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From the Fort of Ham, in 1843, Faraday received a let-
ter addressed to him by Prince Louis Napoleon Bonaparte.
He read this letter to me many years ago, and the desire,
shown in various ways by the French Emperor, to turn
modern science to account, has often reminded me of it
since. At the age of thirty-five the prisoner of Ham speaks
of “rendering his captivity less sad by studying the great
discoveries ” which science owes to Faraday; and he asks
a question which reveals his cast of thought at the time:
“ What is the most simple combination to give to a voltaic
battery, in order to'produce a spark capable of setting fire
to powder under water or under ground ? ” Should the
necessity arise, the French Emperor will not lack at the
outset the best appliances of modern science; while we, I
fear, shall have to learn the magnitude of the resources we
are now neglecting amid the pangs of actual war.1

One turns with renewed pleasure to Faraday’s letters
to his wife, published in the second volume. Here surely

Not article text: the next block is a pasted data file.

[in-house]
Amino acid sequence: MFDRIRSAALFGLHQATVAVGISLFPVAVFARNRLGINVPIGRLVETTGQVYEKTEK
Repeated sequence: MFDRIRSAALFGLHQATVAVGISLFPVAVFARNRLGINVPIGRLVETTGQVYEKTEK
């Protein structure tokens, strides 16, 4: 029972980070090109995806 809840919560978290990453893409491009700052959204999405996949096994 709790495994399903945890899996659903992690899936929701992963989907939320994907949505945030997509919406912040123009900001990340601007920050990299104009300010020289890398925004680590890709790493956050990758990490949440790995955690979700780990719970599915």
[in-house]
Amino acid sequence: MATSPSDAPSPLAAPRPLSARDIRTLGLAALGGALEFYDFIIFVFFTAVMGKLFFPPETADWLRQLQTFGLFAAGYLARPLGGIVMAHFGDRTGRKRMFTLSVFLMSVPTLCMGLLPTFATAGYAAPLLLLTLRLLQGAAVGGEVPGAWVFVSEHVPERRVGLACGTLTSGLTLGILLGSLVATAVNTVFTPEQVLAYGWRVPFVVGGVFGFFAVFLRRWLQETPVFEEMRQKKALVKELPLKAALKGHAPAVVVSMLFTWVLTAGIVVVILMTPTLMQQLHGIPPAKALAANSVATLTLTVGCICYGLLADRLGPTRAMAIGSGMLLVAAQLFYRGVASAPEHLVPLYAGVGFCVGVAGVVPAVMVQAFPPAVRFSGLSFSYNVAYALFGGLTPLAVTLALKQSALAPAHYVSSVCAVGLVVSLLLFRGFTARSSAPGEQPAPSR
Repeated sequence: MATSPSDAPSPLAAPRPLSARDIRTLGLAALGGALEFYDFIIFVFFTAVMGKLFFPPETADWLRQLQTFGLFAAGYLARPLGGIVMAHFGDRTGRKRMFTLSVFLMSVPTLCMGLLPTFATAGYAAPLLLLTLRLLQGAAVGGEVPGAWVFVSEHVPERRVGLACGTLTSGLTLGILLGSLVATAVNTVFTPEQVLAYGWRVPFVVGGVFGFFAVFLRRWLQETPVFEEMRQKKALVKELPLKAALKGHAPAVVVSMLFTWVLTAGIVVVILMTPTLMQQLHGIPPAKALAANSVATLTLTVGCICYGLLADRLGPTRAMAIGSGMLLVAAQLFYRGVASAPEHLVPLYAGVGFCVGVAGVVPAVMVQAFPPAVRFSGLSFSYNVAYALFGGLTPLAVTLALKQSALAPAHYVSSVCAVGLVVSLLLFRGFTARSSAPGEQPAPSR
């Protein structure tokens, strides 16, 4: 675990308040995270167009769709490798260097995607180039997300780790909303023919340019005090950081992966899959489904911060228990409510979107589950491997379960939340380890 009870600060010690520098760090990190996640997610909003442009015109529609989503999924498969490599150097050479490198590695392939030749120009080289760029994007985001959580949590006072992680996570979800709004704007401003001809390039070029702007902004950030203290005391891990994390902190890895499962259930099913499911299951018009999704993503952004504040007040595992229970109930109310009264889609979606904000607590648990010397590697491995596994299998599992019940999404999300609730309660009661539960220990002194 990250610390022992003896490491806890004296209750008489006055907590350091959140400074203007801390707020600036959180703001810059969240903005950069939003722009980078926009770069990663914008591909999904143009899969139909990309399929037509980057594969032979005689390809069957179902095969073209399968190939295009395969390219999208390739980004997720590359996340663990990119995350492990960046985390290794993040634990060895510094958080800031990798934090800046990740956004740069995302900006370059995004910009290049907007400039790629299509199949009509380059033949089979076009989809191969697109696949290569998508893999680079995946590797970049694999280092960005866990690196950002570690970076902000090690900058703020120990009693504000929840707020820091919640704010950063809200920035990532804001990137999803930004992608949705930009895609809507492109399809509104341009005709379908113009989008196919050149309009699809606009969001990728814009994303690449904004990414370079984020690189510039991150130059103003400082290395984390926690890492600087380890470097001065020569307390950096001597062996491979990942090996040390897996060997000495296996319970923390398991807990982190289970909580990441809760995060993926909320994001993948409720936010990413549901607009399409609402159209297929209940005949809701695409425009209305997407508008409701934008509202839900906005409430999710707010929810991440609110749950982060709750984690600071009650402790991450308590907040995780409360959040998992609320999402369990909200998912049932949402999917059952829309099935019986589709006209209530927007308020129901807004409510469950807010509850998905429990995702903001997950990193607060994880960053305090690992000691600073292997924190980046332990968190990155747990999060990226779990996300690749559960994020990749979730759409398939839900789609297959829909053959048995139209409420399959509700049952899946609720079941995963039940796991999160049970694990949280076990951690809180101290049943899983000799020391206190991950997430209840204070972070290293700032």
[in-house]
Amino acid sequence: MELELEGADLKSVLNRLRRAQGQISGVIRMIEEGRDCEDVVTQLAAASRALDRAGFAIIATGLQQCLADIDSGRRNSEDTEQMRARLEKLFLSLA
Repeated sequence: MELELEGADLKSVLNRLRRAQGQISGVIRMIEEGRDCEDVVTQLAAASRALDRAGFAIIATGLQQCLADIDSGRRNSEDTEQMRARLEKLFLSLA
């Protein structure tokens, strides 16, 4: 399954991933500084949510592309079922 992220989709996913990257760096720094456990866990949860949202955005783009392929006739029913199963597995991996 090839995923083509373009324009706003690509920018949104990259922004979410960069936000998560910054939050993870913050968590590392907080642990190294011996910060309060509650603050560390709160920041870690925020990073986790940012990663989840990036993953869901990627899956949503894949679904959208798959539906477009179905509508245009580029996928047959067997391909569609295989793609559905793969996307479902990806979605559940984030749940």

the loving essence of the man appears more distinctly than
anywhere else. From the house of Dr. Percy, in Birming-
ham, he writes thus :

“ Here—even here—the moment I leave the table I
wish I were with you IN QUIET. Oh, what happiness is
ours! My runs into the world in this way only serve to
make me esteem that happiness the more.”

And again °

“ We have been to a grand conversazione in the town-
hall, and I have now returned to my room to talk with you,
as the pleasantest and happiest thing that I can do. Noth-
ing rests me so much as communion with you. I feel it
even now as I write, and catch myself saying the words
aloud as I write them.”

1 The“ science” has since been applied with astonishing effect by
those who had studied it far more thoroughly than the Emperor of the
French. ‘

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